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Transvaginal Mesh - The Need to Assess Risks, Benefits… and Options

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Albany, NYDealing with weak abdominal muscles and the debilitating conditions that can come with it is fast becoming one of the biggest issues in women’s health. Urologist and surgeon Dr. Brian Murray sees women in his practice every day struggling with “pelvic organ prolapse” (POP) and “sudden urinary incontinence” (SUI).

“Pelvic organ prolapse is a big problem we have to tackle. There are more and more women in the baby boomer generation that will face this, and we have to figure out how to deal with it,” says Dr. Murray.

Aging, childbirth and surgery can all take their toll. The pelvic floor tissues weaken, stretch and become exhausted. Organs such as the bladder, the bowel, the uterus and the rectum begin to shift, sometimes bulging (or prolapsing) past the vaginal opening.

It can cause extreme pain in the pelvic area, difficulty with intercourse, and difficulty controlling bladder and bowel functions.

Pelvic prolapse is far from a rare condition. According to a 2011 report by the FDA, a woman’s “estimated lifetime risk of POP is 30 to 50 percent, with 2 percent of women becoming symptomatic.”

Surgeons have been using metallic or synthetic mesh to shore up the pelvic area and help deal with incontinence. In 2010, for example, the FDA reported that approximately 560,000 women had surgical procedures to deal with either POP or SUI. According to the report, one out of three POP surgeries used mesh to repair the problem and eight out of 10 SUI surgeries involved mesh.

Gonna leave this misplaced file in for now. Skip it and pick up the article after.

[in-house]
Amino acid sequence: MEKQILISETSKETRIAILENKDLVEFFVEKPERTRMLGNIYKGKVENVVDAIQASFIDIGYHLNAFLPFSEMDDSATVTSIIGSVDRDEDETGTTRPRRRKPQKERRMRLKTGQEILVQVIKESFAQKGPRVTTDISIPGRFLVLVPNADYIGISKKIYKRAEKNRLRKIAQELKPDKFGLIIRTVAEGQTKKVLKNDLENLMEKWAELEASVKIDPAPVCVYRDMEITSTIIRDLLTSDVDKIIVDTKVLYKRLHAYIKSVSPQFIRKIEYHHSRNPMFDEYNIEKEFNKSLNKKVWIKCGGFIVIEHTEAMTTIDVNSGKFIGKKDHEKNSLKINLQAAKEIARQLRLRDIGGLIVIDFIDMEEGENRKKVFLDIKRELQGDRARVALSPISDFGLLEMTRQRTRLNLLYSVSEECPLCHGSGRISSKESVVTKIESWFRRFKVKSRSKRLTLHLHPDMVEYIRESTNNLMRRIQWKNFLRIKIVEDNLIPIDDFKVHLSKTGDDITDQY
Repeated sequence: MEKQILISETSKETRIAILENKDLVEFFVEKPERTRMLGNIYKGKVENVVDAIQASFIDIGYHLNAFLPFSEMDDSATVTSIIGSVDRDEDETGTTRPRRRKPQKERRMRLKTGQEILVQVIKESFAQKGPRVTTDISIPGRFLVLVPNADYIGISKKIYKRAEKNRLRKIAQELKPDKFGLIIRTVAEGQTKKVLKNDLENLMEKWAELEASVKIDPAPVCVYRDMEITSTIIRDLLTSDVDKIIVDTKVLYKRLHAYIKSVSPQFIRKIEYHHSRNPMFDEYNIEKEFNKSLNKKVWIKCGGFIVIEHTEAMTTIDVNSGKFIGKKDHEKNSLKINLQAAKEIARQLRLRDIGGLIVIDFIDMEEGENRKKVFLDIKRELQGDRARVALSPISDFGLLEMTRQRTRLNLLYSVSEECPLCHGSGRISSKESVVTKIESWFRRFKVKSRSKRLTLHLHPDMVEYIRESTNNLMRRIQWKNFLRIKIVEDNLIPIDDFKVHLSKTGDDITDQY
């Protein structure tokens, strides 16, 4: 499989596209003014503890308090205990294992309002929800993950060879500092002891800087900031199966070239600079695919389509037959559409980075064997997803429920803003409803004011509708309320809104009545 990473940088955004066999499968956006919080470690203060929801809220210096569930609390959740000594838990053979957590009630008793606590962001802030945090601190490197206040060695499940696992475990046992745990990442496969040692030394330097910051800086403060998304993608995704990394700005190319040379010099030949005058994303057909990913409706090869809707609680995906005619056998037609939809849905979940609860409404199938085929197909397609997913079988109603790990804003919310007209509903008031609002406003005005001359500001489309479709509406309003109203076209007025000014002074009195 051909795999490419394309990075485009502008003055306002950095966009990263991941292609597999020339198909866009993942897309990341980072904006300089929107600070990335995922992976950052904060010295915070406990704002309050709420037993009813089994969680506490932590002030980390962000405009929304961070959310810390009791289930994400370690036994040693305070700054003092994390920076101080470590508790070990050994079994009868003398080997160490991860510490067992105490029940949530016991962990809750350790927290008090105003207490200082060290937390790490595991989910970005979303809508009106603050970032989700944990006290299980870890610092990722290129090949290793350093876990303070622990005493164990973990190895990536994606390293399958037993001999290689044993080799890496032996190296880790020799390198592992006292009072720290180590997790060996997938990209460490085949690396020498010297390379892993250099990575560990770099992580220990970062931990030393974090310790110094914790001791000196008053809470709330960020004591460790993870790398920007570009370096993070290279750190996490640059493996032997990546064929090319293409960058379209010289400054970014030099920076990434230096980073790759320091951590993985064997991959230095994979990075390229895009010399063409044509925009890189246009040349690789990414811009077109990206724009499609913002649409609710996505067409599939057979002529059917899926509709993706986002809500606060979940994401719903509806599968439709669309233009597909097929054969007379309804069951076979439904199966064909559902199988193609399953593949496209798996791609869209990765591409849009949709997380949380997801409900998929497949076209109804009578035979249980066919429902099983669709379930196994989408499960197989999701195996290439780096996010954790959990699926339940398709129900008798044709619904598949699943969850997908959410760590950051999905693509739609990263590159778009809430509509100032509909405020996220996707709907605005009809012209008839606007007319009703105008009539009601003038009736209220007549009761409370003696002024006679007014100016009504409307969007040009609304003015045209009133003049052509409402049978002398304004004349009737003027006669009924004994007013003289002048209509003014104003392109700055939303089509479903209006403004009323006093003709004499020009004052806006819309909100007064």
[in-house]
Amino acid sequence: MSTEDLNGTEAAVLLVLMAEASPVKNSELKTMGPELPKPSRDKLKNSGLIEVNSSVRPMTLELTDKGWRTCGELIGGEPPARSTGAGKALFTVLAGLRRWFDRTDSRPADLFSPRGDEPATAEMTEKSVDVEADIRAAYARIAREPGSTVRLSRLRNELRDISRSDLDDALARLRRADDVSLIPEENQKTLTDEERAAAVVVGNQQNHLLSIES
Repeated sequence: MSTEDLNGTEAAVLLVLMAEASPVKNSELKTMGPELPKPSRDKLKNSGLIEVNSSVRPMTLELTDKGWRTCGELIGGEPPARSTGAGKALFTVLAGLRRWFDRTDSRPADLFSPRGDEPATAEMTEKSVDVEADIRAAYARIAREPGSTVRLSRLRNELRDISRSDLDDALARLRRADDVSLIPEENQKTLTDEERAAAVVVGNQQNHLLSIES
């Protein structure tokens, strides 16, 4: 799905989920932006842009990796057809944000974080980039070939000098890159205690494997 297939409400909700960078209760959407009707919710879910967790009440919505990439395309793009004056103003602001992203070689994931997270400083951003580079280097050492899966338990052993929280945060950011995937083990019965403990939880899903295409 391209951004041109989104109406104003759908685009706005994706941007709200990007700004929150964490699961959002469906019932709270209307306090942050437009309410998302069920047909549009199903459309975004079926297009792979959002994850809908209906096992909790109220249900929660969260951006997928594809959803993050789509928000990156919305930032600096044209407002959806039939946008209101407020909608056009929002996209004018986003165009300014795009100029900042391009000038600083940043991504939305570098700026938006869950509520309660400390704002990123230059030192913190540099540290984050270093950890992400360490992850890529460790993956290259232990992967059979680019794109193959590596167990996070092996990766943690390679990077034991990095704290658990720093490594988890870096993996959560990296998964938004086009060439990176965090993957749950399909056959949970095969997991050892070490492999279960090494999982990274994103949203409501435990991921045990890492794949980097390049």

Dr. Murray does about 200 pelvic prolapse surgeries a year. About 10 to 20 of those surgeries are remedial - that is to repair or remove mesh that is causing the patient problems. “When we do see problems, they are memorable. But there are two sides to the issue,” says Dr. Murray. “There certainly have been problems with mesh. Often it is too tight or it has been put in the wrong place,” adds Dr. Murray, “there was not enough regulation when the mesh first came to market (in the 1990s).”

Before going forward with any surgery to repair or ameliorate POP or SUI, Dr. Murray talks to his patients about risks and benefits to this type of surgery.

“If you don’t have symptoms, why would you consider this?” says Dr. Murray. “Still, I see people coming in for a prolapse fix just for a bulge. To me this is not a good plan because you have a bit of bulge that is not causing any symptoms and you are going to an operation that might cause significant symptoms.

“However, if a patient comes in and they are having terrible prolapse, having pain and incontinence - particularly incontinence - that is something you are reminded of every day and fixing it makes sense,” says Dr. Murray.

If surgery is an option, he usually prepares his patients with estrogen therapy to restore as much muscle function as possible, and he often sends patients to physiotherapy to further prepare the muscles before surgery.

“This generation of women is not likely to accept pelvic prolapse and the conditions that go along with it,” says Murray. “I have had a couple of patients where we had to take whole pieces of mesh out and used acellular collagen, which is pig bladder to patch the area. Plastic surgeons have used it for burns and it takes care of the wound and you can grow a surface on the vaginal wall with it.

“We are looking at it as substitute for some of the meshes that are being used. There are a couple of other products on the market - such as pig intestine, but it tends to be stiff and we don’t want to stiffen the vaginal wall,” says Dr. Murray.

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